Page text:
The Hungarian Information Technology Landscape

by Károly Gergely

A country most frequently discussed in Western media in relation to its politics, Hungary’s information technology scene is in itself one of noteworthy vibrancy.

Discussing Budapest, one often talks about its historical buildings, its cultural buzz, its attraction to tourists of all kinds, or even the Budapest Convention, the only binding international instrument on cybercrime. However, the capital is also ripe with IT start-ups, to the extent that some named it as the top European city for up-and-coming businesses. According to the European Digital City Index, the city’s start-up ecosystem is the first in the region and 33rd on the continent. The report notes that the number of tech start-ups has skyrocketed between 2010 and 2016. There are more than 28 private funds and VC funds in town, as well as a number of government-owned venture funds. In recent years, the number of incubators, accelerators, and co-working spaces has also risen, as well as competitions aiming to select viable start-ups for funding.  A large number of these enterprises are tech-focused, including AImotive, Bitrise, Scipher Medicine, Shapr3D, Recard, PublishDrive, Banzai Clou, or Turbine AI. The city’s educational institutions – especially when it comes to computer science – provide an ever expanding and highly educated talent pool. The cost of living and workforce is also relatively cheap, while the city’s central location at the heart of East-Central European means that it serves as a natural bridge between Eastern and Western member states of the EU. Add to this the proclaimed goal of the government to make Budapest the “start-up capital” of the region and the low (9%) corporate tax rate as well as a number of financial incentives for up-and-coming businesses, and you get why the city seems like an attractive alternative to its competitors. Hungary is also an EU member and a founding member of the Global Forum on Cyber Expertise, as well as a co-initiator of the initiative on Coordinated Vulnerability Disclosure, indicating the country’s dedication to an international approach to tackling issues on the global cyber agenda.

Of course, as usually, the devil is in the details. The country’s IT ecosystem still leaves a lot to be desired. First, as in nearly all regards, the country is massively divided between the capital and the countryside, with the overwhelming majority of IT activity (and the funding necessary for it) is concentrated in the capital. Additionally, cyber-skills are still not constituting a big enough part of the compulsory curricula, meaning that a large majority of employers constituting a (larger) supply chain will be unaware of even basic cyber hygienic practices. This makes scaling up difficult for successful businesses as well as posing a constant threat to established companies.

When it comes to Budapest, the city appears to be catching up in terms of living costs to its more expensive counterparts, essentially losing one of its most attractive qualities for foreign investment. Additionally, while the government’s vocal dedication to developing a vibrant IT sector is commendable, critics argued that legislation favours larger companies, essentially nipping start-ups at the bud. The increasing state activity in the private sphere as well as the often-quoted existence of “government friendly” companies further impact the state of competition which might dissuade the entrepreneurial spirit necessary for a truly thriving IT sector. While the country’s political stability means that long-term planning is possible, the government’s rather flexible interpretation of the rule of law might constitute a negative factor. Overall, as always, the whole picture is a mixture of positive and negative features.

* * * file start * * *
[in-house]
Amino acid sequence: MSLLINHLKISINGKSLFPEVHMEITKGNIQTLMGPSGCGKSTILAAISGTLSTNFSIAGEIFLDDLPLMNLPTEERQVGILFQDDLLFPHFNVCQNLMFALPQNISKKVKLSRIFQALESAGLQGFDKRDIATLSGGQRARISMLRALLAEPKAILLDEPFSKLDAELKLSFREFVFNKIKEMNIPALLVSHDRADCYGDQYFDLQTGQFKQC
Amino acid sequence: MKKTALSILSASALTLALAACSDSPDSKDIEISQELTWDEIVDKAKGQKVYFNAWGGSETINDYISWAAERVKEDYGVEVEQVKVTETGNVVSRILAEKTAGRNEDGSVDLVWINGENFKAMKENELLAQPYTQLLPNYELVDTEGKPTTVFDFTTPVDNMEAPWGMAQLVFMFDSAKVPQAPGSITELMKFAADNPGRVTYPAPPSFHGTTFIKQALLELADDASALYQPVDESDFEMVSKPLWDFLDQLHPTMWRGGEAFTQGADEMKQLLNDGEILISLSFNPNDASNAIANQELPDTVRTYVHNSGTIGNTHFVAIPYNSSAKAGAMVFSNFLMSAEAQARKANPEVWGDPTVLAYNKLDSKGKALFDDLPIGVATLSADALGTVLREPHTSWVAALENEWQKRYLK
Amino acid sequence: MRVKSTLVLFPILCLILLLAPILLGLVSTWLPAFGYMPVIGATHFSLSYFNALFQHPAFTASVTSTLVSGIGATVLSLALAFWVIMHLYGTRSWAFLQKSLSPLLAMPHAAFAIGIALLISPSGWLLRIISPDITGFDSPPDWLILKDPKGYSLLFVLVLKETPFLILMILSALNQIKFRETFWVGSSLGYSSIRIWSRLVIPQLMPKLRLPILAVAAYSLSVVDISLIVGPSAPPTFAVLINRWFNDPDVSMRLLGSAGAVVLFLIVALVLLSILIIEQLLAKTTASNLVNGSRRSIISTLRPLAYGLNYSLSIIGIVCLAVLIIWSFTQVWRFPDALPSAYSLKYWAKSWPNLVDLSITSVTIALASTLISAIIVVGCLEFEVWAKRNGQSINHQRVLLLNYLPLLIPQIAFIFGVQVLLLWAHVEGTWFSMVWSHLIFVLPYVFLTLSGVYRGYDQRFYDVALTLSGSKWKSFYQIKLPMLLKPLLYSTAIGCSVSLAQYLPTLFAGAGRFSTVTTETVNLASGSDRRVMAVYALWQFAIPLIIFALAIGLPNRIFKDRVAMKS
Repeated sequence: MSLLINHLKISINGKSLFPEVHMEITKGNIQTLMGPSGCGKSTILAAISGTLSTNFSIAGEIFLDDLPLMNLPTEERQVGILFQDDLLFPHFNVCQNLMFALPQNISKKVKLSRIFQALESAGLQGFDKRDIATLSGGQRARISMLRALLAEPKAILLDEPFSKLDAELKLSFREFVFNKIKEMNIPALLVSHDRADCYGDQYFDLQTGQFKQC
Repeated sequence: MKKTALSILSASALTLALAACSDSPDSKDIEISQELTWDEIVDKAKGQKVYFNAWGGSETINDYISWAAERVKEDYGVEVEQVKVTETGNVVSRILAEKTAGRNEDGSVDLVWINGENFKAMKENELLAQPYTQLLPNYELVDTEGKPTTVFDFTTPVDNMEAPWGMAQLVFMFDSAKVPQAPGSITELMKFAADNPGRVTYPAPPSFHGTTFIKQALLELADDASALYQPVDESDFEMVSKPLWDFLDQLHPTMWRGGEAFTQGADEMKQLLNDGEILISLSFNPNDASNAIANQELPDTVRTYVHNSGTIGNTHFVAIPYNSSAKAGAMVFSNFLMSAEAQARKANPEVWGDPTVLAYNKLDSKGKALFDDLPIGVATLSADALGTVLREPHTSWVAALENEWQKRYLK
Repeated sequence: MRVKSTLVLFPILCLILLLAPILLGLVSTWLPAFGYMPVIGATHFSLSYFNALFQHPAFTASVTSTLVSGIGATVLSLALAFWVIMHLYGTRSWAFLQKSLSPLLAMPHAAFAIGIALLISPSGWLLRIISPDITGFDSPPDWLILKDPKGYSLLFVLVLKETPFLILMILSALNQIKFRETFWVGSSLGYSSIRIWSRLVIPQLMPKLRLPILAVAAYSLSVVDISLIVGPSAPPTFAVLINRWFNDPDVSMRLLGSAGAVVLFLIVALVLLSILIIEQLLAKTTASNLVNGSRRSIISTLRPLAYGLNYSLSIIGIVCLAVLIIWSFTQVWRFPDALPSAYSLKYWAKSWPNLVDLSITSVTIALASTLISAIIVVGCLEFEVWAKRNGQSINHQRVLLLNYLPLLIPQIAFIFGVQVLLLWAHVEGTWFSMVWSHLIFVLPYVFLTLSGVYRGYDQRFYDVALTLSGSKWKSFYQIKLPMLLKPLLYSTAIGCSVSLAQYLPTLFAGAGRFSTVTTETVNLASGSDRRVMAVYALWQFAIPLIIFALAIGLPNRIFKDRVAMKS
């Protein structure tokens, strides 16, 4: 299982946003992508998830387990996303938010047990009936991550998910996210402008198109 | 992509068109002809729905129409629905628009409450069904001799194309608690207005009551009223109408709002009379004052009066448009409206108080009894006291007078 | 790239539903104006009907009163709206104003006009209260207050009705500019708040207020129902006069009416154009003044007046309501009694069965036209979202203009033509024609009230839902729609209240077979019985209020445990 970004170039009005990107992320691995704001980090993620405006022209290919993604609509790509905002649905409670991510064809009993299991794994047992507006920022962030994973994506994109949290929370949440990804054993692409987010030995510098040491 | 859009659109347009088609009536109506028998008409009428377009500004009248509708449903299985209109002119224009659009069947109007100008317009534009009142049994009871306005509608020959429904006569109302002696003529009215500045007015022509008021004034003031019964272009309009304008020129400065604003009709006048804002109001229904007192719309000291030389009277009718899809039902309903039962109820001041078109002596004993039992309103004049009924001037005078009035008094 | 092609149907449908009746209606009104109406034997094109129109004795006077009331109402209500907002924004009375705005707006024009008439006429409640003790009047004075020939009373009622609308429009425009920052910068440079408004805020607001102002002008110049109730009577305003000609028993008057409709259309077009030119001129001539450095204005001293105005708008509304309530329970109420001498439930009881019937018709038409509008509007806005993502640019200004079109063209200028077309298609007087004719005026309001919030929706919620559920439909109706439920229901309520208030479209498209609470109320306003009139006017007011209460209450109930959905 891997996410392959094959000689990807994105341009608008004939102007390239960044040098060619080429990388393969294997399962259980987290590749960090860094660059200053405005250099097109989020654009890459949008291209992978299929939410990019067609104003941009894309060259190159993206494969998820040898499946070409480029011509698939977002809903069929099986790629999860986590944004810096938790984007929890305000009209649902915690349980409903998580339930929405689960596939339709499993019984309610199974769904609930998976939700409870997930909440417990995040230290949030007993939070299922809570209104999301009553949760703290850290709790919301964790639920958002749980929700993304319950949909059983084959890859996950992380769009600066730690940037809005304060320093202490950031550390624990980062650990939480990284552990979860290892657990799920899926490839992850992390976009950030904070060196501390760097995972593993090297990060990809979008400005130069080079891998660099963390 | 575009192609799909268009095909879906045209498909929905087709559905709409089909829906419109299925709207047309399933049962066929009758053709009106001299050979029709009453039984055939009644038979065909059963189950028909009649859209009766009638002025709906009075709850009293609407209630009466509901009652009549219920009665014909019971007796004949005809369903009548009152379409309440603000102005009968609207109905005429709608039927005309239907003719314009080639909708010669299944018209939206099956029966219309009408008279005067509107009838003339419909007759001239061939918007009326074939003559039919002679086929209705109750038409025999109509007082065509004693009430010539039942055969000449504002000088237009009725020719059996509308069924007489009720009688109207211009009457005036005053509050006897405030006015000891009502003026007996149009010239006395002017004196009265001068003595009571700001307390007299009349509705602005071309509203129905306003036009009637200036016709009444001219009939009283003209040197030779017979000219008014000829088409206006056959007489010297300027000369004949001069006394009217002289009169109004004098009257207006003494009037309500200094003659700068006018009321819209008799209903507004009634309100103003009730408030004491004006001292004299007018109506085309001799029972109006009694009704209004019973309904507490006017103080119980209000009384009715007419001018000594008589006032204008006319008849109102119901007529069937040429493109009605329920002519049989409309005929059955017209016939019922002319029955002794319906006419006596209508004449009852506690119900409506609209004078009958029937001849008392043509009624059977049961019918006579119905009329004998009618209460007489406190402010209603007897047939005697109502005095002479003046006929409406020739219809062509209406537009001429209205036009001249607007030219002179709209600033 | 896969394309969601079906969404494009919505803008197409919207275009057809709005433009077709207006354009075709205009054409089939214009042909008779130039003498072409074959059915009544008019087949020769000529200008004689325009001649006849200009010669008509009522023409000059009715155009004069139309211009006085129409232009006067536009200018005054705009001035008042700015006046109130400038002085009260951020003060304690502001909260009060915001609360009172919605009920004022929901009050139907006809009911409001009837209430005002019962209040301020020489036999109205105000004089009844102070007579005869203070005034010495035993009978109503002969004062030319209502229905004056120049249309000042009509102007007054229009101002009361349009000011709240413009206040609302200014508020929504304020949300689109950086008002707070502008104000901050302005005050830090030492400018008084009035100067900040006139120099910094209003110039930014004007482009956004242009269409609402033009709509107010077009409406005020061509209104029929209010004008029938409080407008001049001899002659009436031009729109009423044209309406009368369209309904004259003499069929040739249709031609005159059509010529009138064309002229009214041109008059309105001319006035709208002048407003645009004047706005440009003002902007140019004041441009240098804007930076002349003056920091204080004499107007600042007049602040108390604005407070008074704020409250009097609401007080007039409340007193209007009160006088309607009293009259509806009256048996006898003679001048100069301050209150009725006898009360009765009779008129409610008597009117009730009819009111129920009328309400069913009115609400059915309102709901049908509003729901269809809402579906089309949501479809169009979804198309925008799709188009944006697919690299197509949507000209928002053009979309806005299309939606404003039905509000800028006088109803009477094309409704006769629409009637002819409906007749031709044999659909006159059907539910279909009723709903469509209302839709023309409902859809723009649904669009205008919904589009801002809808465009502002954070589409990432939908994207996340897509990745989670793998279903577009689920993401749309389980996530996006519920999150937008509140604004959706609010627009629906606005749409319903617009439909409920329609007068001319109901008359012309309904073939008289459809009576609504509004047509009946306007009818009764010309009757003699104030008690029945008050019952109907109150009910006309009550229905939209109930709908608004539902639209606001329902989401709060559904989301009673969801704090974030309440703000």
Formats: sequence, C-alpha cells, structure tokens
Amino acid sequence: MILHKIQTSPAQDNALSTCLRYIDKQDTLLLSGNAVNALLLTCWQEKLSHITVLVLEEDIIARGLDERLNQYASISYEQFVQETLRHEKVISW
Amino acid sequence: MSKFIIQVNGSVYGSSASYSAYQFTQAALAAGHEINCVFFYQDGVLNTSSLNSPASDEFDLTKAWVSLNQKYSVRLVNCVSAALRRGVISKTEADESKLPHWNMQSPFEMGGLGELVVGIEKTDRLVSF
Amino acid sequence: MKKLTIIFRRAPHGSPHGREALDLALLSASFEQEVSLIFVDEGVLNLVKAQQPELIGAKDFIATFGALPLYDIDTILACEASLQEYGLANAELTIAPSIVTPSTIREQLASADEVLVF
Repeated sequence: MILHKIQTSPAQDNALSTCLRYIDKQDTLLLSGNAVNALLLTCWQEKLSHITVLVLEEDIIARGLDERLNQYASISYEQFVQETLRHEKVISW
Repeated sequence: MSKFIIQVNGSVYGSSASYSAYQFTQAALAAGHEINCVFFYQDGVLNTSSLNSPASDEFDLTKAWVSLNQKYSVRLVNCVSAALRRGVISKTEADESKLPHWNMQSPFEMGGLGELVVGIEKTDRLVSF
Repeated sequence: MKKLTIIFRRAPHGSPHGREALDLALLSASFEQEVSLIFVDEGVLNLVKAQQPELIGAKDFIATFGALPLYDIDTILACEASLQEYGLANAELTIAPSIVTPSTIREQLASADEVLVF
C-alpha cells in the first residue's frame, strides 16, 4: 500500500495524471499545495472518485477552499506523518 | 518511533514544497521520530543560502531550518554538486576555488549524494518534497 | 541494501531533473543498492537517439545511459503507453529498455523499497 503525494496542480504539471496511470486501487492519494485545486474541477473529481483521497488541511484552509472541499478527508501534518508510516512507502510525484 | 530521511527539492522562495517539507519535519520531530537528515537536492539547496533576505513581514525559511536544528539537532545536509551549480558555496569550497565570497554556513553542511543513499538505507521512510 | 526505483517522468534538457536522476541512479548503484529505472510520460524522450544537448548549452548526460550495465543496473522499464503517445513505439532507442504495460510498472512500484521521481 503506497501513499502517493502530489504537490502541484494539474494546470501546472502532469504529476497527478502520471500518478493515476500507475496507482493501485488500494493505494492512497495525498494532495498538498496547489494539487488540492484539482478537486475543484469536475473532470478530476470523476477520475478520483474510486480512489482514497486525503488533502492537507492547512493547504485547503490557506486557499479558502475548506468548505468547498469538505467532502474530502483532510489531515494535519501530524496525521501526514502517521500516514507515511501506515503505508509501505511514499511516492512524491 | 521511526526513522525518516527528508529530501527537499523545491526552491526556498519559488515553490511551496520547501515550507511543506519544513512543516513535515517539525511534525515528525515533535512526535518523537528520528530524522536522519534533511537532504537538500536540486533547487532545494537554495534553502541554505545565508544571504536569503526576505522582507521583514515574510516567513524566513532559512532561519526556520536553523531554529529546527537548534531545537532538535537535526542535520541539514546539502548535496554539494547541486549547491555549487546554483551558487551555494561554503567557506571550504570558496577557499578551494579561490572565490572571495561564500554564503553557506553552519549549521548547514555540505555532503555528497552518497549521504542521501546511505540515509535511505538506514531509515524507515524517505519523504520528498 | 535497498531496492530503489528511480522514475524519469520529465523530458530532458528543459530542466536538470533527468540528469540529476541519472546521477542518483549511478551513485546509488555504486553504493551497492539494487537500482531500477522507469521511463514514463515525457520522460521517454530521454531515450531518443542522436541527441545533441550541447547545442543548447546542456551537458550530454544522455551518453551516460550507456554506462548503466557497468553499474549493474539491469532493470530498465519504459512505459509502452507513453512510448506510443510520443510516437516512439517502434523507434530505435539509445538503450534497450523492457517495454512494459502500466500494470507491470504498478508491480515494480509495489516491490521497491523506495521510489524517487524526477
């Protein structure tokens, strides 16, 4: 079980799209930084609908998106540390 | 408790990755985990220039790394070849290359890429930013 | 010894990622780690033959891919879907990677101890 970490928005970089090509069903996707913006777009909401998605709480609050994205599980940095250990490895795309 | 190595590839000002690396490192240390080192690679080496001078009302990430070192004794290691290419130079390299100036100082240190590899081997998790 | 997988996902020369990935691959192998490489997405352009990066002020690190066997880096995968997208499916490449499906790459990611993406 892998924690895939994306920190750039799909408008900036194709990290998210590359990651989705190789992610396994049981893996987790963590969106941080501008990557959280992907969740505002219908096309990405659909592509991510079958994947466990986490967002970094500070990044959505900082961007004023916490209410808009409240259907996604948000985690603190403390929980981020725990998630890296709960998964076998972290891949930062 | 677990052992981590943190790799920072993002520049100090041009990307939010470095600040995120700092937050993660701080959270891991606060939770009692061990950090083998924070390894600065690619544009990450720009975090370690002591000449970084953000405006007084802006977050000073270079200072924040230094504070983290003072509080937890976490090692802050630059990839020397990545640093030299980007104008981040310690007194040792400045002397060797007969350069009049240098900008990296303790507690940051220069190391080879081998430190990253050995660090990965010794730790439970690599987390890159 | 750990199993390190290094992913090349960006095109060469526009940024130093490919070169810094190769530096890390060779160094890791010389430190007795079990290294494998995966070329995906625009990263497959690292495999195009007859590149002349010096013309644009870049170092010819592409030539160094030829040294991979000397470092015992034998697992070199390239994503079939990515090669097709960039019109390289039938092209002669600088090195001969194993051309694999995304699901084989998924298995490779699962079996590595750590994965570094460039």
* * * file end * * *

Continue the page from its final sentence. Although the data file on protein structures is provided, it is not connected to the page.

In the last two weeks, the Hungarian foreign minister held discussions with his counterparts from nearly all of Hungary’s neighbours. The countries of the V4 alliance (Hungary, Poland, Slovakia, Czechia) are growing ever closer through their joint negotiation tactics in EU discussions. Additionally, it appears that Hungarian diplomacy set out to become a leader of the idea of closer cooperation between Central and Eastern European states. No doubt, dedicated discussions on the technology sector are inevitable. Since the countries of the larger region have vastly different comparative advantages it seems likely that closer cooperation in the ICT sector would be mutually beneficial. Considering the current state of Hungarian diplomacy and the larger geopoliticaltendencies it seems likely that Hungary can be one of the leaders of such an effort, especially given the history of Budapest as a centre of ground-breaking cyber-negotiations. The country’s regional and international integration, as well as geopolitical currents and the government’s efforts appear to propel Hungary to a favourable position to act as an integrative regional force in the cyber realm.

Károly Gergely is a Hungarian freelance journalist at Magyar Hang and a reporter for The International Cybersecurity Dialogue. He completed a Russian and East European Studies master’s degree at the University of Oxford.

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